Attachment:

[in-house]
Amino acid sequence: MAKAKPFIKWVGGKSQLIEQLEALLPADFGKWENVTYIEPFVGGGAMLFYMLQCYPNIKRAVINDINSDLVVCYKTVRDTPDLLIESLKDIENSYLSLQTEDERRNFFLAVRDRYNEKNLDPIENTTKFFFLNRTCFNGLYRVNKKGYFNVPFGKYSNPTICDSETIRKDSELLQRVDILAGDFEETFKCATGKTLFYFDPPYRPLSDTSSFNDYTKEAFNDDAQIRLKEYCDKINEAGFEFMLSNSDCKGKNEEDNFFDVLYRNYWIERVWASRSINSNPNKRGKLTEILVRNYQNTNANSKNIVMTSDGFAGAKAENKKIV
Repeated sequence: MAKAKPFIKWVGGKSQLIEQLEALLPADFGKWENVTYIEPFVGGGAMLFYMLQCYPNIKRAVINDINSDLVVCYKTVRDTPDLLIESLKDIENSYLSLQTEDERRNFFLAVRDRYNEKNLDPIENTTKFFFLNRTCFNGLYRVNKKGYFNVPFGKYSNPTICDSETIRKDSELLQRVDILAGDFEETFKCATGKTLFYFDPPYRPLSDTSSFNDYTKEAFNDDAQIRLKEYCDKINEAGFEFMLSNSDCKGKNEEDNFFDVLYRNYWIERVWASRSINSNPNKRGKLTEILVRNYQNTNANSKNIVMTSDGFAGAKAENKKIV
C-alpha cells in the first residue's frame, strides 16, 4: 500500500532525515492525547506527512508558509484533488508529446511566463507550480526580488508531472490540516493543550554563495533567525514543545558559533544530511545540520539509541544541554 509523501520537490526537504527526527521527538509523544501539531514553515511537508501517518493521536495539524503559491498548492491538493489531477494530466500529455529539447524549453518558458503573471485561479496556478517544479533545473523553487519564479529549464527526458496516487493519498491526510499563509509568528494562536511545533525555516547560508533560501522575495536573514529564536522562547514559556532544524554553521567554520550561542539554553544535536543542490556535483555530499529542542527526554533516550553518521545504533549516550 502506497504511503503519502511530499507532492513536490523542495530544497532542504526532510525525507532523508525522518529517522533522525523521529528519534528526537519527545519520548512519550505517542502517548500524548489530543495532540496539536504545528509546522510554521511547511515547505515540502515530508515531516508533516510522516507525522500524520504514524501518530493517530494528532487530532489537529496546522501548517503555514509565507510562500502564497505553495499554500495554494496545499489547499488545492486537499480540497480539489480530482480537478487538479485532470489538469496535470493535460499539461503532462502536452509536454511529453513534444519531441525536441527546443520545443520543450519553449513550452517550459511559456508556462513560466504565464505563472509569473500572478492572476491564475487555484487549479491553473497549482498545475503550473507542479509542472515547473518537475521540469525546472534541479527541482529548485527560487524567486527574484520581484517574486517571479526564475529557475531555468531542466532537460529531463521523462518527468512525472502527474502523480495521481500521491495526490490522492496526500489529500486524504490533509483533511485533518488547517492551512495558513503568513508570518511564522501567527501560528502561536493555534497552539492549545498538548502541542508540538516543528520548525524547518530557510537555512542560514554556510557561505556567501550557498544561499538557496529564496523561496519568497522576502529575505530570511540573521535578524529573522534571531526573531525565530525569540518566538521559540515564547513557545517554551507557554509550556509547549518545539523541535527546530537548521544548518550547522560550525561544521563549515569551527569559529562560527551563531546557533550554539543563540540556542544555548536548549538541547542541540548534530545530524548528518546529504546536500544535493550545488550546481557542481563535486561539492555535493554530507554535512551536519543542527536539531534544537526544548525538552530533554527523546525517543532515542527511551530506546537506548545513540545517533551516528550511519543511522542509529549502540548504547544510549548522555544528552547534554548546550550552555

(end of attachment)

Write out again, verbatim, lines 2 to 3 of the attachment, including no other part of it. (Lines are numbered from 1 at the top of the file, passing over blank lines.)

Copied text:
Amino acid sequence: MAKAKPFIKWVGGKSQLIEQLEALLPADFGKWENVTYIEPFVGGGAMLFYMLQCYPNIKRAVINDINSDLVVCYKTVRDTPDLLIESLKDIENSYLSLQTEDERRNFFLAVRDRYNEKNLDPIENTTKFFFLNRTCFNGLYRVNKKGYFNVPFGKYSNPTICDSETIRKDSELLQRVDILAGDFEETFKCATGKTLFYFDPPYRPLSDTSSFNDYTKEAFNDDAQIRLKEYCDKINEAGFEFMLSNSDCKGKNEEDNFFDVLYRNYWIERVWASRSINSNPNKRGKLTEILVRNYQNTNANSKNIVMTSDGFAGAKAENKKIV
Repeated sequence: MAKAKPFIKWVGGKSQLIEQLEALLPADFGKWENVTYIEPFVGGGAMLFYMLQCYPNIKRAVINDINSDLVVCYKTVRDTPDLLIESLKDIENSYLSLQTEDERRNFFLAVRDRYNEKNLDPIENTTKFFFLNRTCFNGLYRVNKKGYFNVPFGKYSNPTICDSETIRKDSELLQRVDILAGDFEETFKCATGKTLFYFDPPYRPLSDTSSFNDYTKEAFNDDAQIRLKEYCDKINEAGFEFMLSNSDCKGKNEEDNFFDVLYRNYWIERVWASRSINSNPNKRGKLTEILVRNYQNTNANSKNIVMTSDGFAGAKAENKKIV